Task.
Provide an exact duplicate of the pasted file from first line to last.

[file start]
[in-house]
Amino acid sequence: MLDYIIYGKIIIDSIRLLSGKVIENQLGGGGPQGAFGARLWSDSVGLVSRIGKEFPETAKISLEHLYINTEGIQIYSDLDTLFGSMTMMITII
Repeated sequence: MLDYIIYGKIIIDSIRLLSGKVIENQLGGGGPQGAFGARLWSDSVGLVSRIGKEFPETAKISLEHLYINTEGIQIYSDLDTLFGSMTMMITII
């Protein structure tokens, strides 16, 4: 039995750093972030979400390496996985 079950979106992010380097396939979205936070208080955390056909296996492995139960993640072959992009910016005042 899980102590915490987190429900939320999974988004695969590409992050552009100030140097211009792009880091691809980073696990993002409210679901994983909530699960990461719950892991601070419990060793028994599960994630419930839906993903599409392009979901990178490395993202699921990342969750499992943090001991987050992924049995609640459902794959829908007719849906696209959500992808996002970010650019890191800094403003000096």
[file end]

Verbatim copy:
[in-house]
Amino acid sequence: MLDYIIYGKIIIDSIRLLSGKVIENQLGGGGPQGAFGARLWSDSVGLVSRIGKEFPETAKISLEHLYINTEGIQIYSDLDTLFGSMTMMITII
Repeated sequence: MLDYIIYGKIIIDSIRLLSGKVIENQLGGGGPQGAFGARLWSDSVGLVSRIGKEFPETAKISLEHLYINTEGIQIYSDLDTLFGSMTMMITII
């Protein structure tokens, strides 16, 4: 039995750093972030979400390496996985 079950979106992010380097396939979205936070208080955390056909296996492995139960993640072959992009910016005042 899980102590915490987190429900939320999974988004695969590409992050552009100030140097211009792009880091691809980073696990993002409210679901994983909530699960990461719950892991601070419990060793028994599960994630419930839906993903599409392009979901990178490395993202699921990342969750499992943090001991987050992924049995609640459902794959829908007719849906696209959500992808996002970010650019890191800094403003000096």